Spanning through his career, Wadada Leo Smith not only produced an important amount of recorded works; he also gave shape to a notation system called Ankhrasmation, which merges the idea of composition, improvisation and performance into a single construction. As the trumpet player would say, working on an Ankhrasmation score, every musician has to do a personal research, far from the ensemble playing. As an example, a red half triangle in the score could be taken as a velocity unit. So, every player will determine how fast or slow this unit would be, and nobody will determine it the same way: onstage there will be nine different realisations of that notion. Same with color: red could be a reference for blood, or for cherry, and this reference has to be developed in music; if nine musicians are playing that red, all musicians will have different references about that. And also, the cherry has a skin that’s red, a pin inside of it, and stems coming out of its center. Every player has to develop every part of the cherry. When finally the musicians play together, they have to rehearsal in order to find the right balance, the level of creativity coming out.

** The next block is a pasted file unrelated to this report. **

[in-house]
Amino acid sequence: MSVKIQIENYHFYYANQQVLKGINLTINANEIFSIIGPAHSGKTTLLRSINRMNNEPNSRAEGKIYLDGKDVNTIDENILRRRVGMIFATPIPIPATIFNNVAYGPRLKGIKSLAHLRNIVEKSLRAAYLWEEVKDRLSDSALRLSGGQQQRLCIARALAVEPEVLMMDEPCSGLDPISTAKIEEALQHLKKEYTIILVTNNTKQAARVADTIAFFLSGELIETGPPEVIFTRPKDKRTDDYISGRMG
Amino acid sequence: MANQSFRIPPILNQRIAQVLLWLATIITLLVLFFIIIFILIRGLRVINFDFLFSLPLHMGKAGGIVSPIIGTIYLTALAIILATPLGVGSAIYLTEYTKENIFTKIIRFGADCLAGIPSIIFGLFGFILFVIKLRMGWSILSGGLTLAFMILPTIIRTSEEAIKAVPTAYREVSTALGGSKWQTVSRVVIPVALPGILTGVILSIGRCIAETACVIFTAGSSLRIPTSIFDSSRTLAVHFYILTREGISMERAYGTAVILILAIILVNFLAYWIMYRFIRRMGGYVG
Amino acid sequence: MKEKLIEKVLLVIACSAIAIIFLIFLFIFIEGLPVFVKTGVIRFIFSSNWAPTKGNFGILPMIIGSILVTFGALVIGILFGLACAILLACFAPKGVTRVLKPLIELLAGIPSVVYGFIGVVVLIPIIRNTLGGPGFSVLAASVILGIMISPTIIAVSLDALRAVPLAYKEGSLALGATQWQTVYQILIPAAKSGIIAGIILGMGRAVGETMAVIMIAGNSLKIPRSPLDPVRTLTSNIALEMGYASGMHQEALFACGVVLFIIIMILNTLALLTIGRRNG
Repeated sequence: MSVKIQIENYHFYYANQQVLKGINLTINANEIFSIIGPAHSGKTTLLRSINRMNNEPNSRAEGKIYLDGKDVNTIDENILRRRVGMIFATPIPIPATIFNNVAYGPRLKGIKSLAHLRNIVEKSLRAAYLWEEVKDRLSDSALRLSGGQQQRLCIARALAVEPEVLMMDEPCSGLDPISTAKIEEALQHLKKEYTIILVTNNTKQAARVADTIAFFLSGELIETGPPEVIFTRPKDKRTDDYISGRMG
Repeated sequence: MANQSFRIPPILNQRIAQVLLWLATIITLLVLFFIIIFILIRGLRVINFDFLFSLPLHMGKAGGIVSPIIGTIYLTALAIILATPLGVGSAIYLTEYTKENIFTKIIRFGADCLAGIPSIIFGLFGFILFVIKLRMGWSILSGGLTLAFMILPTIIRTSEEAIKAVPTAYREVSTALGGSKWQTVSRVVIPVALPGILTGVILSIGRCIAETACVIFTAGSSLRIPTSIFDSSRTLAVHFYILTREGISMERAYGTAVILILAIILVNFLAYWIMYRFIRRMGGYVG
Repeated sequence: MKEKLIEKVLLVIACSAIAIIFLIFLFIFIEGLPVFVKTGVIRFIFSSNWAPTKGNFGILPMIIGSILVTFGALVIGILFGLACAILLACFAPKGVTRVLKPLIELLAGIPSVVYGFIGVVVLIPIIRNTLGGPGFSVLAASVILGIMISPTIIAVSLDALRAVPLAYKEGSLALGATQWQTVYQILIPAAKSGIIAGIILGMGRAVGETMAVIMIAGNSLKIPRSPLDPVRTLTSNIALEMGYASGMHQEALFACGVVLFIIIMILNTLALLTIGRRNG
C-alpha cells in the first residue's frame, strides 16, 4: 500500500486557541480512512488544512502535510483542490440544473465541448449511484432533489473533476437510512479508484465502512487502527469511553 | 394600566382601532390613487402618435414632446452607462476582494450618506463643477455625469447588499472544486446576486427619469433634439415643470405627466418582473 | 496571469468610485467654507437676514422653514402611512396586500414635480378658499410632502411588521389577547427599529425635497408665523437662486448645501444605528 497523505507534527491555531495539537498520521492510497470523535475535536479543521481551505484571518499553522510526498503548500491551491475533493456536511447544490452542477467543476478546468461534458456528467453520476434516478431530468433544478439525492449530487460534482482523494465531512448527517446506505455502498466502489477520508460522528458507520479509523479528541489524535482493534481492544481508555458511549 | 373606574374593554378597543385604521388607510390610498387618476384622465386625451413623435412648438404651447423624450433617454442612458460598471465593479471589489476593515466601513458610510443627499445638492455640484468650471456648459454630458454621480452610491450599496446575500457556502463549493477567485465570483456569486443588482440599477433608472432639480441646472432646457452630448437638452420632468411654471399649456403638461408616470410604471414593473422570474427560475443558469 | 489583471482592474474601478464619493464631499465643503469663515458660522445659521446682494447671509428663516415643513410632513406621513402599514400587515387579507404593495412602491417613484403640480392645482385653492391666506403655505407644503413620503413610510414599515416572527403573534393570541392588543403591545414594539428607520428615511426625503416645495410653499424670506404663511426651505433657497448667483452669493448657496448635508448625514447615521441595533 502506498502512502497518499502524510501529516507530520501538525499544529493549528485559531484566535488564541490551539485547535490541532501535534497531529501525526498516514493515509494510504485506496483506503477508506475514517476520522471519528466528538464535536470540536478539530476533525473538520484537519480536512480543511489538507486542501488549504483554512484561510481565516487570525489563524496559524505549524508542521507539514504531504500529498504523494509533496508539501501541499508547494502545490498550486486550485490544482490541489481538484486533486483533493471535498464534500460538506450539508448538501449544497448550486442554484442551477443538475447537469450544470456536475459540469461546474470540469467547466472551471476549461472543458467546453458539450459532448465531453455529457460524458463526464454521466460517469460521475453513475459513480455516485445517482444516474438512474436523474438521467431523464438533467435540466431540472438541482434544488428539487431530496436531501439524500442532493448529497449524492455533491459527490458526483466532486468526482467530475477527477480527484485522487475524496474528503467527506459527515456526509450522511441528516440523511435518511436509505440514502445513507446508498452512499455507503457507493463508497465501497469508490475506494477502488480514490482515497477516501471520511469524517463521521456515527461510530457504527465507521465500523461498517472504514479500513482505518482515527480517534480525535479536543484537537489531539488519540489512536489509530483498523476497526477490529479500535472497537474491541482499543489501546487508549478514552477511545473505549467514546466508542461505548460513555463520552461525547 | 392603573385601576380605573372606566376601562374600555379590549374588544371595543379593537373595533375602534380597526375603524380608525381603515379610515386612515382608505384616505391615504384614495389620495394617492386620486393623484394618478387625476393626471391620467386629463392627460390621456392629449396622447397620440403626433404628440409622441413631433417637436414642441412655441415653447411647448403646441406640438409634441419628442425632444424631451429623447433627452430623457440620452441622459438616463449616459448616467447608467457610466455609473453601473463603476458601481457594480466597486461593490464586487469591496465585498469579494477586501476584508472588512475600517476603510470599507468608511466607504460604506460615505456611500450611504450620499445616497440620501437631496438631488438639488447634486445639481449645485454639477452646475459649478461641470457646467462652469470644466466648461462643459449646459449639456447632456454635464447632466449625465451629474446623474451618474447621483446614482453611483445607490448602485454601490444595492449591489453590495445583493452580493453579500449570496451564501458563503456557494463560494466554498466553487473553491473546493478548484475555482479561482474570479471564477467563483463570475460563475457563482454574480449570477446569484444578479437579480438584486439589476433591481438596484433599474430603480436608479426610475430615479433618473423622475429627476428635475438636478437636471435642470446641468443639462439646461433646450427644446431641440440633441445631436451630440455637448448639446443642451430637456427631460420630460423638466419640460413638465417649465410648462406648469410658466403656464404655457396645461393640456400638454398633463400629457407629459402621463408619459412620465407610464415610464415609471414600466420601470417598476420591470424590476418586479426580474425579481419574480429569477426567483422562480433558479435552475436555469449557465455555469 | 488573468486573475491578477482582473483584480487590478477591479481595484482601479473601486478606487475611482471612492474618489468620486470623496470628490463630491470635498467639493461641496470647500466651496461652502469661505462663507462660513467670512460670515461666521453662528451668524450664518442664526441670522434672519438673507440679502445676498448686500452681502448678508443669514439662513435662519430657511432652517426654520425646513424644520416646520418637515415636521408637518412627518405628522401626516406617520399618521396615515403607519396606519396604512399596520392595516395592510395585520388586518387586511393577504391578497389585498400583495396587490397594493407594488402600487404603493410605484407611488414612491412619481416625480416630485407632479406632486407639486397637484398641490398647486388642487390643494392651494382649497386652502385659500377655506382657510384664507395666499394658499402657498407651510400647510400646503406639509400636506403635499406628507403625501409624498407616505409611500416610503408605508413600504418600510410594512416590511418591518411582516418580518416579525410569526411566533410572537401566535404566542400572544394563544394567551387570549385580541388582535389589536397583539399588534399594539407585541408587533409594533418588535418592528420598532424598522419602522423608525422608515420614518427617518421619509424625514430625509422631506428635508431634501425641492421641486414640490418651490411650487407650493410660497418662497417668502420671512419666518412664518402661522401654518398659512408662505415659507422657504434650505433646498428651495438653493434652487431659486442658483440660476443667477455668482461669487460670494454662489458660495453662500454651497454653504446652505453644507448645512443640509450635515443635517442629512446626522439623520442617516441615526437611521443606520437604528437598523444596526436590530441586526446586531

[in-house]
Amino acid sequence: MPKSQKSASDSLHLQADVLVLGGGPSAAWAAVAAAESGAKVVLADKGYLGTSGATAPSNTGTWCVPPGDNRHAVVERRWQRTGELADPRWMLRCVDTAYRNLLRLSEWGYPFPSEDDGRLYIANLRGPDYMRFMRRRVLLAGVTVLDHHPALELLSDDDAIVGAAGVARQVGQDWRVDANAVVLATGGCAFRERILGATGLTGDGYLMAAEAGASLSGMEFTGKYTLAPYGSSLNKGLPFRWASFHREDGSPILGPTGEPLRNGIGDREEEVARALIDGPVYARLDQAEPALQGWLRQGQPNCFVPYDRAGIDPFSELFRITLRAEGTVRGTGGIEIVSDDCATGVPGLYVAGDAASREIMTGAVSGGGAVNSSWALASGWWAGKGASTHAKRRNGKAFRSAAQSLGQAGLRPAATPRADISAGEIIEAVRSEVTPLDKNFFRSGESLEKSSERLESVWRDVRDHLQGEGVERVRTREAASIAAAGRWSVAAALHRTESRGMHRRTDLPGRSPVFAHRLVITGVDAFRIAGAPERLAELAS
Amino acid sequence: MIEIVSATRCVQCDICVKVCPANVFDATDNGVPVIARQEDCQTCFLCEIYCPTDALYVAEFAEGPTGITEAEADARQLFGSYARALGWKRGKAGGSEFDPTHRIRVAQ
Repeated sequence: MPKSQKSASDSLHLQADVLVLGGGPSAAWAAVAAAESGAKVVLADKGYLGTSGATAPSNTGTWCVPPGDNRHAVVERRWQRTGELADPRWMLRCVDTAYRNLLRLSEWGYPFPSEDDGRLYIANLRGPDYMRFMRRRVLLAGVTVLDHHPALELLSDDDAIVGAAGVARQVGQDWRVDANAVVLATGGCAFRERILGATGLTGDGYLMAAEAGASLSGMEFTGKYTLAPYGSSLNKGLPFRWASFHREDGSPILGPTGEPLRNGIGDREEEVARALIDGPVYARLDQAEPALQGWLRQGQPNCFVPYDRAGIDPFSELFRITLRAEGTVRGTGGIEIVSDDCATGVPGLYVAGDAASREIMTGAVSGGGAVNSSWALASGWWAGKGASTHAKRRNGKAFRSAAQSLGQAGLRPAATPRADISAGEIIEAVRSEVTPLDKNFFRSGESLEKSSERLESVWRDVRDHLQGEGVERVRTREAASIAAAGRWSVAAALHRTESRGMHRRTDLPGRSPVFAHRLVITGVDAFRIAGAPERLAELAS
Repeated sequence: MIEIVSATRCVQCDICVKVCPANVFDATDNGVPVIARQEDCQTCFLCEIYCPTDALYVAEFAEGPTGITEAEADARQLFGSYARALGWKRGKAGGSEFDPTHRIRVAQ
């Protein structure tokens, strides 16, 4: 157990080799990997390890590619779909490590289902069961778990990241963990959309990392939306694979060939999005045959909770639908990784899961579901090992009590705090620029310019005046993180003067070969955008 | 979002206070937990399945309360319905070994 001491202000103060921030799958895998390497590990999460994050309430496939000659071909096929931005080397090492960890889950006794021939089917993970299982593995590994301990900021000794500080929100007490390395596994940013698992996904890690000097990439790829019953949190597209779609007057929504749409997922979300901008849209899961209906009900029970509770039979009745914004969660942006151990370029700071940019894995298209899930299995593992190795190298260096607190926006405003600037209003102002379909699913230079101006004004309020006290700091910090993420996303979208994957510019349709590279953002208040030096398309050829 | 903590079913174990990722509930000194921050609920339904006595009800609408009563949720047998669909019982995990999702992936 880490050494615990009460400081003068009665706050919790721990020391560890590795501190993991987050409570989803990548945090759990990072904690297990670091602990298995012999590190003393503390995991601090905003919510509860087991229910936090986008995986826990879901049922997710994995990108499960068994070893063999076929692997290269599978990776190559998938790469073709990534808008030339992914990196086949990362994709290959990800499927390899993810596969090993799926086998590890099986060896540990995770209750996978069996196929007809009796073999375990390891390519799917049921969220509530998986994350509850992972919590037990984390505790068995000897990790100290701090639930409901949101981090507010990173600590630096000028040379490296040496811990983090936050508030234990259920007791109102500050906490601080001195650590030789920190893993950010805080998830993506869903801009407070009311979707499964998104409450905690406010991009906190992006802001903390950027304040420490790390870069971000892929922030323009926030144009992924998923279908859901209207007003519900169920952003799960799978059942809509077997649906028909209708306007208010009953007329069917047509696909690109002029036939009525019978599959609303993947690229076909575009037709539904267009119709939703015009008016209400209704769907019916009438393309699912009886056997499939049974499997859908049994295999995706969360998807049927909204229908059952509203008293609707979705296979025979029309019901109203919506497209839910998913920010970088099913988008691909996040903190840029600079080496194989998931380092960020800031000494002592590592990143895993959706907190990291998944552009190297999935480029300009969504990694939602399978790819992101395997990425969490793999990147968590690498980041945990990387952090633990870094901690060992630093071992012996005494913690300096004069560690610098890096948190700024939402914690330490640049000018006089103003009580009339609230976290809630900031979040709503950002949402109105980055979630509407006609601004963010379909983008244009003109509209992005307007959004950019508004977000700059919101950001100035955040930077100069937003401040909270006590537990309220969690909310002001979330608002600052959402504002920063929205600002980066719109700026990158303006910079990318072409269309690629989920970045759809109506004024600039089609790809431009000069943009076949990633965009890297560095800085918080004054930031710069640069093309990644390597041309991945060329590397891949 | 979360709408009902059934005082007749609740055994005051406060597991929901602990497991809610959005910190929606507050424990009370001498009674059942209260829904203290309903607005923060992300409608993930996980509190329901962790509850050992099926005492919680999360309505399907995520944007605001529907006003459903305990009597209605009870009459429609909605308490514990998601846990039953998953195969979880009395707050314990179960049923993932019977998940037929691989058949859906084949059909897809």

Wadada Leo Smith started developing his Ankhrasmation (from "Ankh", the Egyptian word meaning vital life force, "Ras", the Amharic or Northern Ethiopian word for Father, and "Ma", the conventional word for Mother: its sense, is that when Father and Mother procreate, they embody a vital and seminal life force) since his very first composition, “The Bells”, with his work on Rhythm-Units, a concept he started explaining after his residence in Europe since 1967, when he issued the booklet Rhythm: a study in rhythm units in creative music, and then formalized through his following activity as a musician and through his first self-published book notes (8 pieces)/sources of a new/workd/music/music: creative music in 1969. Improvisation #4, from Creative Music No. 1, first issue on Kabell in 1073, paved the way for Ankhrasmation. For full information about Wadada Leo Smith philosophy of music, scores and concepts, check his official website.